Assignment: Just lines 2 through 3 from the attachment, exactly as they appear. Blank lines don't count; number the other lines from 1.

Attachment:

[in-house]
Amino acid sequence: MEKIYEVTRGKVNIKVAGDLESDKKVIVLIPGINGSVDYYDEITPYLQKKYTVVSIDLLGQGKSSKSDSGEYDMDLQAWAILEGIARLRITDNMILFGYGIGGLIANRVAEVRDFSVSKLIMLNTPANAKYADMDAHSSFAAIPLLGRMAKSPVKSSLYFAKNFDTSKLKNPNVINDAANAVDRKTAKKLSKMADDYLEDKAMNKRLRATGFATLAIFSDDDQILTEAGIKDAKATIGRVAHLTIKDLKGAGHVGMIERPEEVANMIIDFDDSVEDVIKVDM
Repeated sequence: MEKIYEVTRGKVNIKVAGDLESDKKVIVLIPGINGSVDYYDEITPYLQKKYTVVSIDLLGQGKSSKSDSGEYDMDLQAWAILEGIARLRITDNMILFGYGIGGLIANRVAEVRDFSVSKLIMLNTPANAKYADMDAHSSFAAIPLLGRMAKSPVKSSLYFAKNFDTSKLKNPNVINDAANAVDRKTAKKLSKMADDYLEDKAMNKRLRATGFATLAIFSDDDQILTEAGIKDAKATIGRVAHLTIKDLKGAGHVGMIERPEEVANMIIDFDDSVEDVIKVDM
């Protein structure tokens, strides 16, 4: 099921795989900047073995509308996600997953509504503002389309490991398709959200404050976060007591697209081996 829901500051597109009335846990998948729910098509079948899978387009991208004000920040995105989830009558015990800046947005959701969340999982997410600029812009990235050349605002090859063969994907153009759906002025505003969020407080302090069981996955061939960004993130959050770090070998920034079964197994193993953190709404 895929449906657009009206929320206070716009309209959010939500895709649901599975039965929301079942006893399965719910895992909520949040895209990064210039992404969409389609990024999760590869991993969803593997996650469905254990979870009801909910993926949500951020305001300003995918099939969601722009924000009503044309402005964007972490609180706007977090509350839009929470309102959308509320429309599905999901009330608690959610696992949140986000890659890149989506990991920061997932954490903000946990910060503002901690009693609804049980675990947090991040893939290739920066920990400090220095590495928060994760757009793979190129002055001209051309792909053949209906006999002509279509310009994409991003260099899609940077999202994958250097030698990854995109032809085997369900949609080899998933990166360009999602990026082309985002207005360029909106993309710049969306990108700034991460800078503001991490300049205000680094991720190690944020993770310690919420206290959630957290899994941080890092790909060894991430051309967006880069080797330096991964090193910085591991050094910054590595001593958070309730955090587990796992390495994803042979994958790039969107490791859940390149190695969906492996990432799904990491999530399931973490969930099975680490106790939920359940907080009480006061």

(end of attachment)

Amino acid sequence: MEKIYEVTRGKVNIKVAGDLESDKKVIVLIPGINGSVDYYDEITPYLQKKYTVVSIDLLGQGKSSKSDSGEYDMDLQAWAILEGIARLRITDNMILFGYGIGGLIANRVAEVRDFSVSKLIMLNTPANAKYADMDAHSSFAAIPLLGRMAKSPVKSSLYFAKNFDTSKLKNPNVINDAANAVDRKTAKKLSKMADDYLEDKAMNKRLRATGFATLAIFSDDDQILTEAGIKDAKATIGRVAHLTIKDLKGAGHVGMIERPEEVANMIIDFDDSVEDVIKVDM
Repeated sequence: MEKIYEVTRGKVNIKVAGDLESDKKVIVLIPGINGSVDYYDEITPYLQKKYTVVSIDLLGQGKSSKSDSGEYDMDLQAWAILEGIARLRITDNMILFGYGIGGLIANRVAEVRDFSVSKLIMLNTPANAKYADMDAHSSFAAIPLLGRMAKSPVKSSLYFAKNFDTSKLKNPNVINDAANAVDRKTAKKLSKMADDYLEDKAMNKRLRATGFATLAIFSDDDQILTEAGIKDAKATIGRVAHLTIKDLKGAGHVGMIERPEEVANMIIDFDDSVEDVIKVDM